ON Saturday, June 1 over 200 people came together at Christchurch in Ilkley to celebrate the life of much-loved Ilkley Quaker, Brian Meara, who died aged 95 on March 17, 2019.

Brian was born in 1924 in Hipperholme, Halifax, into a Methodist family, and was educated at Hipperholme Grammar School.

He was friendly with a group of lads at the church, one of whom had registered as a conscientious objector and, inspired by him, in 1942 Brian joined the Friends’ Ambulance Unit.

Between 1942 and 1947 he worked in hospitals in Gloucester and Scotland and then trained as a cook in London, running a small cookery school.

In 1947 Brian joined a nutrition survey in three villages in Northern Rhodesia (now Zimbabwe). This was an important part of life for Brian, learning about and living with the local people. He returned home in 1948 and left the Friends’ Ambulance Unit. He became a Quaker in his thirties.

After teaching for a few years, Brian realised he was more interested in the students than the particular subject he was teaching, which led him to train as a Probation Officer.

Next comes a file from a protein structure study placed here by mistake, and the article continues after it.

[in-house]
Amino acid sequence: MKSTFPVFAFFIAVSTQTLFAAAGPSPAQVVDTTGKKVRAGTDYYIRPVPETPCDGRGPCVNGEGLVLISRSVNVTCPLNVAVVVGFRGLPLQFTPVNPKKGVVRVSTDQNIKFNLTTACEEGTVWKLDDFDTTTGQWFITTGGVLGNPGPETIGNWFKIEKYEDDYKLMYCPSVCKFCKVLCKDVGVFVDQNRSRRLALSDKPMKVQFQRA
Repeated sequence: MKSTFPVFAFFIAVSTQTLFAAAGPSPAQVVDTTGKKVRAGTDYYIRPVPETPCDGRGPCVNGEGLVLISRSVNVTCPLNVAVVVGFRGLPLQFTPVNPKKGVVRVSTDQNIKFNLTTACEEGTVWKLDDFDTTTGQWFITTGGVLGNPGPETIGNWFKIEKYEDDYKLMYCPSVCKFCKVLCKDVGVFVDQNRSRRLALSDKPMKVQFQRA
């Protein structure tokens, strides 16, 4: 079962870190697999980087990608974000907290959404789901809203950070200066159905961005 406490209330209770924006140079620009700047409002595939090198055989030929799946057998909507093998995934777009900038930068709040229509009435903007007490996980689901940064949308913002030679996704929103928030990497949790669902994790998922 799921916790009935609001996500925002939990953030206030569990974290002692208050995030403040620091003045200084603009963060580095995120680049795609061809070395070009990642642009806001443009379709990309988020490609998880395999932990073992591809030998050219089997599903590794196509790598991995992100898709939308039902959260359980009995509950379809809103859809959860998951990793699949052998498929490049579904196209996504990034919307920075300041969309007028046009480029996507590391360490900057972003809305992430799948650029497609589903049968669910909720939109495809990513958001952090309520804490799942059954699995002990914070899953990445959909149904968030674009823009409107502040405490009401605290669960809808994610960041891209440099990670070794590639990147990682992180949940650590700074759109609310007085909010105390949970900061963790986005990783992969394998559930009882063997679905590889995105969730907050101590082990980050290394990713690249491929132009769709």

He worked in Leeds, becoming Senior Probation Officer in Chapeltown until his retirement in 1984.

In retirement Brian was fully involved with Quakers in Bradford and Ilkley, working both locally and nationally.

In Ilkley, Brian was involved with U3A, Churches Together in Ilkley, and Ilkley Peace Group, and was a member of many local organisations.

Brian led a full and active life; together with his wife Margaret, he was a friend to many people here in Ilkley and overseas.

The Memorial service at Christchurch was held as a Quaker meeting for worship to celebrate Brian’s life, in which anyone who felt moved to speak could stand up and talk about their memories of him.

Over 20 people spoke, some having travelled from all over the UK, remembering his work in the Friends’ Ambulance Unit, as colleagues in the Probation Service, sharing campaigns against the Iraq war, his contribution to life in Ilkley and Bradford and his very special role in Ilkley Quaker meeting. As one local Quaker put it: “He was the father of the Meeting, always welcoming, and smiling, with a wonderful calm presence. We shall miss him greatly”

He had many roles, but he was especially valued for his quiet presence, his inner strength and cheerful nature and the way he supported young and old alike. He will be missed by many.